A Sunday school teacher was teaching her class about the difference between right and wrong. "All right children, let's take another example," she said. "If I were to get into a man's pocket and take his bill fold with all his money, what would I be? Little Johnny raises his hand, and with a confident smile, he blurts out, "You'd be his wife!"
All joking aside Ethics describes the study of right vs. wrong and seeks to answer questions such as "What is the right thing to do in a given situation?" and "What is good behavior?" Is there any real right and wrong? The world, as we know, is full of wrongdoing. Crime, family violence, drug abuse, and employee fraud, each of these problems represents a collection of individual acts of wrong. And each individual wrong begins with someone's decision to do something other than right. Typically, we think of wrong in three ways: a violation of law, departure from truth and deviation from moral decency.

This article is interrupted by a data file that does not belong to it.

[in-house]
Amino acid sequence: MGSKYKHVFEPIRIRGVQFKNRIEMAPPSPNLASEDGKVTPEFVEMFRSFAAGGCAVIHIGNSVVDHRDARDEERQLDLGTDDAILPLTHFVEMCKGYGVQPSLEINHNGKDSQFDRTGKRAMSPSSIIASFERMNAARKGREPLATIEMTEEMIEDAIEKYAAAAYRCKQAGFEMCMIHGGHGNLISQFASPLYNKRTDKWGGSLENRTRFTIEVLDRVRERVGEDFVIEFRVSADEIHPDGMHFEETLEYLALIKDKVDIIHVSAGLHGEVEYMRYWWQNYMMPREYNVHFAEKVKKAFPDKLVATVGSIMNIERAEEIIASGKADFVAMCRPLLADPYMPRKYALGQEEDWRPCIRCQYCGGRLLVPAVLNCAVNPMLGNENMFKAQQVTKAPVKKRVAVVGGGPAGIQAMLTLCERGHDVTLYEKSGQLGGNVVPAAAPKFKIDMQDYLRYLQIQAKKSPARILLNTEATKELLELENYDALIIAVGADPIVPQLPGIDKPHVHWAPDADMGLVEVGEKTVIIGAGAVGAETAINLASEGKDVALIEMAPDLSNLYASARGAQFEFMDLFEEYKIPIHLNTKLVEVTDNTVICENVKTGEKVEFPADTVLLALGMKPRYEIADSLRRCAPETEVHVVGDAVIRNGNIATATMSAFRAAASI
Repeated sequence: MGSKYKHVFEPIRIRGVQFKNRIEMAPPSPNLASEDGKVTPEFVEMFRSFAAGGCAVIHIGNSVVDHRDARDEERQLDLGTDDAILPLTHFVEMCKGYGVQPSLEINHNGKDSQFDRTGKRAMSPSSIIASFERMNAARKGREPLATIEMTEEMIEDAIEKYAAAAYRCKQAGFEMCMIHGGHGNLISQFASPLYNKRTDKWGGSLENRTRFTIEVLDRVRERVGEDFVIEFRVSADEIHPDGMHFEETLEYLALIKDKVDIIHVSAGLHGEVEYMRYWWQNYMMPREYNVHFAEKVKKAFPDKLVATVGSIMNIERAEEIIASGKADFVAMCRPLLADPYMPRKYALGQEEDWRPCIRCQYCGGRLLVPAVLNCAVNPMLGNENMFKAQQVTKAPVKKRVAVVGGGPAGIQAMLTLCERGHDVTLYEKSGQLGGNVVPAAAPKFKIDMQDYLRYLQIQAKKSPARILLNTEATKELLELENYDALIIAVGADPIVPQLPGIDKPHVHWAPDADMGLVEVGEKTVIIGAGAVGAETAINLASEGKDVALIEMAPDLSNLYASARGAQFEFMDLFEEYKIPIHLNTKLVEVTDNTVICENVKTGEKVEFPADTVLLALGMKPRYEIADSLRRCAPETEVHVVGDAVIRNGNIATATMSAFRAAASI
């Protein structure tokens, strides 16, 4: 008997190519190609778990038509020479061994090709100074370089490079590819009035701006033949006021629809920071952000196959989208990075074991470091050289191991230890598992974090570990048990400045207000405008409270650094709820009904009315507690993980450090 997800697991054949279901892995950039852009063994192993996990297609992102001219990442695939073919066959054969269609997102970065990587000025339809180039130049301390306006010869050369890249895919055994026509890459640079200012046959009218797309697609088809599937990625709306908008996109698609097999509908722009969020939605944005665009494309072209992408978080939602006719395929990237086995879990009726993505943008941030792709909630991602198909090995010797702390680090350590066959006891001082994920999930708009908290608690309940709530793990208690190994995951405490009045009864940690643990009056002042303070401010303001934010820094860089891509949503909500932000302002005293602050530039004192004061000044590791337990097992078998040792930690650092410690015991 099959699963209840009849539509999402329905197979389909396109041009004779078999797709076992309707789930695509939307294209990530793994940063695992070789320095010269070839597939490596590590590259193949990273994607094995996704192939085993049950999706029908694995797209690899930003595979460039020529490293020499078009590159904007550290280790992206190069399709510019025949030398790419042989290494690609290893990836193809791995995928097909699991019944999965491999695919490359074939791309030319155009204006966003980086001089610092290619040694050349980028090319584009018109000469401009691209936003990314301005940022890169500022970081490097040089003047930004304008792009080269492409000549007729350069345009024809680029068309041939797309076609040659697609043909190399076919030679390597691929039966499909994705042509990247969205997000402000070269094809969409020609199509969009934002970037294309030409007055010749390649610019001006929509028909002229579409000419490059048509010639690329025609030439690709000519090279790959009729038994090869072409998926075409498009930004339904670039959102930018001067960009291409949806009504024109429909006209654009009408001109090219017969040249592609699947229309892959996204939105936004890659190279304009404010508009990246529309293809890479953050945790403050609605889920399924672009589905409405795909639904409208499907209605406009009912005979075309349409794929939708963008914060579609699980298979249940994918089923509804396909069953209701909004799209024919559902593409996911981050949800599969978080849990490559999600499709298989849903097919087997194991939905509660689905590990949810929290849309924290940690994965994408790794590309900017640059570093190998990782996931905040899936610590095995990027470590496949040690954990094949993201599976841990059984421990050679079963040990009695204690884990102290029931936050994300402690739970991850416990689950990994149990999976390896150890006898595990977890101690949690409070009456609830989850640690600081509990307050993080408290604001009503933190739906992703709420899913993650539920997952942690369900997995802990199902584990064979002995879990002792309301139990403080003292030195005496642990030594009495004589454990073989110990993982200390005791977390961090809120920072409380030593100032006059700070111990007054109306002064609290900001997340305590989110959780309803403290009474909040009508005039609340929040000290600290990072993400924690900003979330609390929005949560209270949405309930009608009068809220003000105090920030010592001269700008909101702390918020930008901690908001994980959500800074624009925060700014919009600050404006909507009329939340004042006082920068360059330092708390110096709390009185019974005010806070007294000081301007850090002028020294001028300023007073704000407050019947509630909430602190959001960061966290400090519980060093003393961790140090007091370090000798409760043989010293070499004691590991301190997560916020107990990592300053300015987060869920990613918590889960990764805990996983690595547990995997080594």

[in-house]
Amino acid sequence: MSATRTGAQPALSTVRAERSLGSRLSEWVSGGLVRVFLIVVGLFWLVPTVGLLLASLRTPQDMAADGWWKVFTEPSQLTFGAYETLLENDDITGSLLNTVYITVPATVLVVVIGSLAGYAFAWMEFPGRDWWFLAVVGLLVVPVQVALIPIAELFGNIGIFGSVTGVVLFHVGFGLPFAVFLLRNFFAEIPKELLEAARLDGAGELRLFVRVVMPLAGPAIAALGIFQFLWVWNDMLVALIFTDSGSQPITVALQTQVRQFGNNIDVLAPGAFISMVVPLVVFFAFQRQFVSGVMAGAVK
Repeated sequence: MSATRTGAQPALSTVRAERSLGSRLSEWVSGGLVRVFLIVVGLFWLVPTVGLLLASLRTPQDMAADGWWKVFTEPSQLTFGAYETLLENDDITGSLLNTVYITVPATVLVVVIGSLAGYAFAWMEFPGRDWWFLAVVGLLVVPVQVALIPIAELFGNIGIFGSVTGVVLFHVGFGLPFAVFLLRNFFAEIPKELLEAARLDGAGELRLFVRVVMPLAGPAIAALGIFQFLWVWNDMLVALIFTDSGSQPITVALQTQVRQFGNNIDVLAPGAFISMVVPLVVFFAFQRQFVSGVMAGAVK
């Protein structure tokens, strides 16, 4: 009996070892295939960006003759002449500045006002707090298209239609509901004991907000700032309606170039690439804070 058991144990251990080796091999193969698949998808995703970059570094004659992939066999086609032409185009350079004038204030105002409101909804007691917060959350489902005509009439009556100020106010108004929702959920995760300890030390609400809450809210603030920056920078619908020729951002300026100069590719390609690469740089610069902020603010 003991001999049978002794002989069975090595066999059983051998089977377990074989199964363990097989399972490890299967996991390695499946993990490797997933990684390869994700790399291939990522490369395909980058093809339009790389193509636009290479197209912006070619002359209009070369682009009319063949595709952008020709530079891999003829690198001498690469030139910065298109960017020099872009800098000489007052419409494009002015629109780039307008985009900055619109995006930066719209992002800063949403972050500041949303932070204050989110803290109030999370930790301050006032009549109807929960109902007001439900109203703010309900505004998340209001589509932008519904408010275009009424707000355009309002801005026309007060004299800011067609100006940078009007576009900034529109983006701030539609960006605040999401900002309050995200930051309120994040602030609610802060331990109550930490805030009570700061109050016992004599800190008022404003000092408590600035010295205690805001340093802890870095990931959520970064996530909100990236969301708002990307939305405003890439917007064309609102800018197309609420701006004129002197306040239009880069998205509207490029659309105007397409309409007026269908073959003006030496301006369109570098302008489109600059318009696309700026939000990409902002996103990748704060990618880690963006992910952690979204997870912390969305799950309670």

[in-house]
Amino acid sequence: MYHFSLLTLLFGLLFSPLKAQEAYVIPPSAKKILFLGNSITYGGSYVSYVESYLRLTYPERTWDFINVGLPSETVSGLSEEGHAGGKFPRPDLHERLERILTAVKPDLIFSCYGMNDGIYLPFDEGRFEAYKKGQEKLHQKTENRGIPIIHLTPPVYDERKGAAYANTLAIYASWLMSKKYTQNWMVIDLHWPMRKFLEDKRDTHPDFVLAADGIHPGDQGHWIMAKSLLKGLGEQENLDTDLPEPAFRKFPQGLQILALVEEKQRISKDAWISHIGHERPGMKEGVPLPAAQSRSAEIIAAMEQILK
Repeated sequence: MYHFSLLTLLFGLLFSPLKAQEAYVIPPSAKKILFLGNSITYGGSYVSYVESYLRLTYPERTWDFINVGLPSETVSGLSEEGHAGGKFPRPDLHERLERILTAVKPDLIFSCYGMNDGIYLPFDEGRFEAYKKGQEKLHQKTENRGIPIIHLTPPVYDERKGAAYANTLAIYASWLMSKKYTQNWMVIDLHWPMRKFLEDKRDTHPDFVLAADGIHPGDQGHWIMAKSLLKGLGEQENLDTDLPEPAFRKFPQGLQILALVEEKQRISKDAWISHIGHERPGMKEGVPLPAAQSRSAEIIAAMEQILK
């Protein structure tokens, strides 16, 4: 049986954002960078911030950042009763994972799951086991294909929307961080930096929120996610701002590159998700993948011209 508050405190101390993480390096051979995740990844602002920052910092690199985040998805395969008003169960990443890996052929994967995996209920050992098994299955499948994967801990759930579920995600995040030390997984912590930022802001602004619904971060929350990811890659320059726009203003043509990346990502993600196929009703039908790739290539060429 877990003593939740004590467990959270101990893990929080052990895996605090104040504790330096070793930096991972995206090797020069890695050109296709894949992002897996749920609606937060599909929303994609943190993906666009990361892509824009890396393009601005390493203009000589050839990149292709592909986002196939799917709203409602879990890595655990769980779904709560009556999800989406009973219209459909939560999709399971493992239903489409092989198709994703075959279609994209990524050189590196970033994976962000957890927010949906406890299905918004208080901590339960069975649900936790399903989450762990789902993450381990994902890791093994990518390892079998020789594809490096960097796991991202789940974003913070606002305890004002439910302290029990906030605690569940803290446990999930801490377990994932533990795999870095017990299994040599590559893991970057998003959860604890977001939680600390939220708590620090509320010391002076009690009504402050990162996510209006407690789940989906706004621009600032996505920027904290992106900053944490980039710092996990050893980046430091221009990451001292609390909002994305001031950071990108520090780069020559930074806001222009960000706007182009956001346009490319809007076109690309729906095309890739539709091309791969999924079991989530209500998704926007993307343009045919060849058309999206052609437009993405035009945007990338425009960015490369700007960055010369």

According to Webster, ethics is "the science of moral duty." He further describes it as "the science of ideal human character." The implication is that humans depend on right choices for security, and in many circumstances one must choose the greater good when more than one absolute appears